Thursday, November 7, 2002
Voters Retain Supreme Court, Court of Appeal Justices
By a MetNews Staff Writer
Three California Supreme Court justices and 54 justices of the Court of Appeal were retained by large margins in Tuesday’s election balloting, Secretary of State Bill Jones reported yesterday.
More than 4.4 Californians voted on whether to keep Marvin Baxter, Kathryn M. Werdegar, and Carlos Moreno on the high court, returns from all 24,726 of the state’s precincts showed. Werdegar received the highest rate of approval, 73.8 percent, with 72.5 percent voting to keep Moreno and 71.3 percent opting to give Baxter a new term.
Baxter was appointed by then-Gov. George Deukmejian in 1990, Werdegar by then-Gov. Pete Wilson in 1994, and Moreno by Gov. Gray Davis last year. Baxter, 62, and Werdegar, 66, were retained for full terms of 12 years, Moreno, 54, for the eight years remaining in the term of his late predecessor, Stanley Mosk.
The Los Angeles County figures were somewhat different, with Baxter, the most conservative of the three, gaining 65.1 percent approval compared to 69.4 percent for Werdegar and 74.3 percent for Moreno, who served on the Compton Municipal Court, the Los Angeles Superior Court, and the U.S. District Court for the Central District of California before reaching the high court.
Court of Appeal justices achieved high marks throughout the state, ranging from 66.5 percent for Justice Richard Fybel of the Fourth District’s Div. Three to 78.1 percent for Presiding Justice Barbara J.R. Jones of the First District’s Div. Five.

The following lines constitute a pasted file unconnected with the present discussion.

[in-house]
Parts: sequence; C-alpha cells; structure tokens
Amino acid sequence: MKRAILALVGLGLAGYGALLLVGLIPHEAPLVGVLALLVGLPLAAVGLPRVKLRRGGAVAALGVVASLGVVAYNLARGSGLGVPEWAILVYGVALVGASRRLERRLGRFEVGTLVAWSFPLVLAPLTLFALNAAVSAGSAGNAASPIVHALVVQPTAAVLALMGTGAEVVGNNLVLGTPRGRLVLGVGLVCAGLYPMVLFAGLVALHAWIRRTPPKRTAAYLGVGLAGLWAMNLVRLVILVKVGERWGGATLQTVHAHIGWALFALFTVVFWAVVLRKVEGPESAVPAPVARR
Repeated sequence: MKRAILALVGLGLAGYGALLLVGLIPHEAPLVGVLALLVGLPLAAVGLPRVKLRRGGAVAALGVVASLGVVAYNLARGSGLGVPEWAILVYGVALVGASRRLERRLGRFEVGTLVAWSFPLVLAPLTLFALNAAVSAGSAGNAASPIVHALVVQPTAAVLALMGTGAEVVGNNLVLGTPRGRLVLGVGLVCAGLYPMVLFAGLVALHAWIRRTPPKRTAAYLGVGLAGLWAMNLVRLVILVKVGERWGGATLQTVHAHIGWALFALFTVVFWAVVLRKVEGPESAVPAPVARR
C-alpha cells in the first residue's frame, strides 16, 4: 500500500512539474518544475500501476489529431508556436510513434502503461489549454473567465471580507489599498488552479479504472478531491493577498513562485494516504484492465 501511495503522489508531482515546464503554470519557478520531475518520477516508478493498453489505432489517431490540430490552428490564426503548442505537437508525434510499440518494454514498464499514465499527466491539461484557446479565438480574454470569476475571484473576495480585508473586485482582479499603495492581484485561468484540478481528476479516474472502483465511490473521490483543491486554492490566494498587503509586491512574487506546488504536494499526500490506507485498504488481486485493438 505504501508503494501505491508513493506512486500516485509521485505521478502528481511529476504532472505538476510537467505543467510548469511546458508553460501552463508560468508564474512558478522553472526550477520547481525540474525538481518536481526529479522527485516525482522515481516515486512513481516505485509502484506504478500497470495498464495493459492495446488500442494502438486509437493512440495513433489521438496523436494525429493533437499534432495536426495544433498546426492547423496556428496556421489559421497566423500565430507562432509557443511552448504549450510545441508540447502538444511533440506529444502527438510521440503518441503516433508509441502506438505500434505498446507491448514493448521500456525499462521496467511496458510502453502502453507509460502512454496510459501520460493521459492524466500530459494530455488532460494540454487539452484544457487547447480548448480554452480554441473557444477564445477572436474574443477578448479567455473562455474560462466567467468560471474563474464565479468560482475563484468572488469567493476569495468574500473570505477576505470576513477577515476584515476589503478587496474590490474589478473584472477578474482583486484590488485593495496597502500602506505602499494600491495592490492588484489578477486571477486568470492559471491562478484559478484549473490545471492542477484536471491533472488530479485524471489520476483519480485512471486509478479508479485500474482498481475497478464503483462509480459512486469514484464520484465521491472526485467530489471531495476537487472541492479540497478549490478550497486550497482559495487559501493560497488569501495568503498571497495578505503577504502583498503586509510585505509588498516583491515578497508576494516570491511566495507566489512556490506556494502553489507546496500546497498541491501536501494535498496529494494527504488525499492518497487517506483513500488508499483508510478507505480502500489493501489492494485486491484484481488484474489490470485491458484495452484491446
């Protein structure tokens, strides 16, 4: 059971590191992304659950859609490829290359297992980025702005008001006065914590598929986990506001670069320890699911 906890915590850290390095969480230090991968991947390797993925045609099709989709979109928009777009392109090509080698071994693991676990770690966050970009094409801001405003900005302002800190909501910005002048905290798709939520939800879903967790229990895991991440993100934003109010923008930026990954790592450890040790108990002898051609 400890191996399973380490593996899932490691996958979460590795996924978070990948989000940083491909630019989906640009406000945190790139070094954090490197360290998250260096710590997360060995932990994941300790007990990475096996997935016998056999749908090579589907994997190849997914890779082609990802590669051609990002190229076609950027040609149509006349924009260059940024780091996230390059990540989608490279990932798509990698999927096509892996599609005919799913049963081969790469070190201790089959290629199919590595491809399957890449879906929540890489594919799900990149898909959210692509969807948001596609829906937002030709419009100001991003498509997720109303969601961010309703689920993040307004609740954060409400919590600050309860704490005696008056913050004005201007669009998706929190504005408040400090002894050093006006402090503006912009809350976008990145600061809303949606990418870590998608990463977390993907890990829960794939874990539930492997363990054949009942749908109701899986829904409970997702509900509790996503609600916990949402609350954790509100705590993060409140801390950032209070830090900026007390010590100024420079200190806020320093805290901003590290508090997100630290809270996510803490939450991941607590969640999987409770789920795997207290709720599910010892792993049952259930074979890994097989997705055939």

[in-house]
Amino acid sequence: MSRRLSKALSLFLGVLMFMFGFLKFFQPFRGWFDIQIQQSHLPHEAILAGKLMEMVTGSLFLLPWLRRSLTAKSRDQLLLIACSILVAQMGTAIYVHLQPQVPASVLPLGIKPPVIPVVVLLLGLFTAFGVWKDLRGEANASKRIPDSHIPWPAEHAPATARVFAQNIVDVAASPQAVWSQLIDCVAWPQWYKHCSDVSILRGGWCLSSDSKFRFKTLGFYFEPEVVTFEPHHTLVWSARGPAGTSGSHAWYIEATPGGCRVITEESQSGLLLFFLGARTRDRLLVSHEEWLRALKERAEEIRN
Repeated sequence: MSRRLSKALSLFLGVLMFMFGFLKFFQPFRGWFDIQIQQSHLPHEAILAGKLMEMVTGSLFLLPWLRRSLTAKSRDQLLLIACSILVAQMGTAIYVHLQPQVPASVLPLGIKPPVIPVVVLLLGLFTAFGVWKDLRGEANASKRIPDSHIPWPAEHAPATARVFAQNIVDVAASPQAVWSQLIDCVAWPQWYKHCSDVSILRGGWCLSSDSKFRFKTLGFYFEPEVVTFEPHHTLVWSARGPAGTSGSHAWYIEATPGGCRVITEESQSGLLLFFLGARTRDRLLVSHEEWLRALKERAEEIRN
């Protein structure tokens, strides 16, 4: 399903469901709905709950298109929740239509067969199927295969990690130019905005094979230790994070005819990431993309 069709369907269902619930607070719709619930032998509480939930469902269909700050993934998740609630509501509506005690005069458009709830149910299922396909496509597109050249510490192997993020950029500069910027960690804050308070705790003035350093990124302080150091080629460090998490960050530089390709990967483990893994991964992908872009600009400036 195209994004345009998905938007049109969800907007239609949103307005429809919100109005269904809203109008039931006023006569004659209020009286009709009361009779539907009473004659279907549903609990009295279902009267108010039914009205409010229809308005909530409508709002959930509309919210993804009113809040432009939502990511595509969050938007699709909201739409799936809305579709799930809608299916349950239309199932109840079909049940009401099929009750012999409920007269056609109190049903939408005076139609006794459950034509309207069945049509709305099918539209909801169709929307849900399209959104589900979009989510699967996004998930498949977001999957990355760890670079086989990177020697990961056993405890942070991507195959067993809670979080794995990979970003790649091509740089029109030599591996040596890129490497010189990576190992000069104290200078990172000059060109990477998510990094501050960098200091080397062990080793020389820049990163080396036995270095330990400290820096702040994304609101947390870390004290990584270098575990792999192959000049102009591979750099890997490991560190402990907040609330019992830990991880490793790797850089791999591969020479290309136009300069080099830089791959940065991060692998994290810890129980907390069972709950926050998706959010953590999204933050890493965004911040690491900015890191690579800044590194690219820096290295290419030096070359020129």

In the Second District, which includes Los Angeles, Ventura, Santa Barbara, and San Luis Obispo counties, the totals ranged from 69 percent for Justice Dennis Perluss of Div. Seven to 74.5 percent for Presiding Justice Candace Cooper of Div. Eight.
Totals for all Court of Appeal justices can be found on the state’s website at vote2002.ss.ca.gov/Returns/ acort/00.htm.
Presiding Justice Mildred Lillie of Div. Seven, who passed away Oct. 27 after 55 years on the state bench, received 70.1 percent approval.
Tuesday’s results were similar to those of 1998, when a downward trend in the percentage of retention votes was reversed and all justices were retained with approval of over 70 percent of the voters.
The Second District numbers, however, were slightly down from the last election, when the incumbents ran an organized effort, including hiring a campaign consultant and appearing on slate mailers, and most received more than 78 percent retention votes.
The election this time was a quiet, virtually invisible affair, with no appearance of an organized campaign for or against any justice.
The last successful move to oust California justices in a retention race was in 1986, when a highly organized campaign resulted in the removal of Chief Justice Rose Bird and Supreme Court Justices Cruz Reynoso and Joseph Grodin. All three were branded as too quick to strike down death sentences.
No Court of Appeal justice has been denied retention since the current system was inaugurated in the 1930s.
Copyright 2002, Metropolitan News Company